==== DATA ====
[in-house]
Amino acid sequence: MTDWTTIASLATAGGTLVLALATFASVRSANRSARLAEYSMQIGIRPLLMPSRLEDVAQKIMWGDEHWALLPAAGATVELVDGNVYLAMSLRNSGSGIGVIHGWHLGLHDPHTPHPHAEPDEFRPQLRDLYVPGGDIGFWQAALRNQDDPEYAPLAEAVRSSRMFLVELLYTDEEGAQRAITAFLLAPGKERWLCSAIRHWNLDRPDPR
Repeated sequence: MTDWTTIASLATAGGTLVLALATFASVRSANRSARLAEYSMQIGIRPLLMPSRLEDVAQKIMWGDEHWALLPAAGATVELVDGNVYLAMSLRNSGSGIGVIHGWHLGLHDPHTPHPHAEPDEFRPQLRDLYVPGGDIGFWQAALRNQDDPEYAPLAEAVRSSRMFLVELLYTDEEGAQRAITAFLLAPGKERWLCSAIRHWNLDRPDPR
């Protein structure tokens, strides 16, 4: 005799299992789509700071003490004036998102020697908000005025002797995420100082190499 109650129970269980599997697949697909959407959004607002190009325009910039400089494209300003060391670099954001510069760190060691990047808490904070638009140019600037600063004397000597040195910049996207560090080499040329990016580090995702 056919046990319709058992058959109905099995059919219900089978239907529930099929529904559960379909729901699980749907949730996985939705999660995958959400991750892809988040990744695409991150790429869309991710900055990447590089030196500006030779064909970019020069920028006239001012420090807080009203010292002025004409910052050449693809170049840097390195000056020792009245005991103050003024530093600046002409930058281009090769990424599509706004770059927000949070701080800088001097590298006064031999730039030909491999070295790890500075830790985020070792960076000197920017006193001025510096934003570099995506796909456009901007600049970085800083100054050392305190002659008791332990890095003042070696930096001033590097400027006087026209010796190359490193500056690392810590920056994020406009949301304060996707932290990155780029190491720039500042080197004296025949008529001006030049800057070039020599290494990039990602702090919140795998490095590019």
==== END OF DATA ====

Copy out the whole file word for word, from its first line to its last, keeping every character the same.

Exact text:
[in-house]
Amino acid sequence: MTDWTTIASLATAGGTLVLALATFASVRSANRSARLAEYSMQIGIRPLLMPSRLEDVAQKIMWGDEHWALLPAAGATVELVDGNVYLAMSLRNSGSGIGVIHGWHLGLHDPHTPHPHAEPDEFRPQLRDLYVPGGDIGFWQAALRNQDDPEYAPLAEAVRSSRMFLVELLYTDEEGAQRAITAFLLAPGKERWLCSAIRHWNLDRPDPR
Repeated sequence: MTDWTTIASLATAGGTLVLALATFASVRSANRSARLAEYSMQIGIRPLLMPSRLEDVAQKIMWGDEHWALLPAAGATVELVDGNVYLAMSLRNSGSGIGVIHGWHLGLHDPHTPHPHAEPDEFRPQLRDLYVPGGDIGFWQAALRNQDDPEYAPLAEAVRSSRMFLVELLYTDEEGAQRAITAFLLAPGKERWLCSAIRHWNLDRPDPR
């Protein structure tokens, strides 16, 4: 005799299992789509700071003490004036998102020697908000005025002797995420100082190499 109650129970269980599997697949697909959407959004607002190009325009910039400089494209300003060391670099954001510069760190060691990047808490904070638009140019600037600063004397000597040195910049996207560090080499040329990016580090995702 056919046990319709058992058959109905099995059919219900089978239907529930099929529904559960379909729901699980749907949730996985939705999660995958959400991750892809988040990744695409991150790429869309991710900055990447590089030196500006030779064909970019020069920028006239001012420090807080009203010292002025004409910052050449693809170049840097390195000056020792009245005991103050003024530093600046002409930058281009090769990424599509706004770059927000949070701080800088001097590298006064031999730039030909491999070295790890500075830790985020070792960076000197920017006193001025510096934003570099995506796909456009901007600049970085800083100054050392305190002659008791332990890095003042070696930096001033590097400027006087026209010796190359490193500056690392810590920056994020406009949301304060996707932290990155780029190491720039500042080197004296025949008529001006030049800057070039020599290494990039990602702090919140795998490095590019």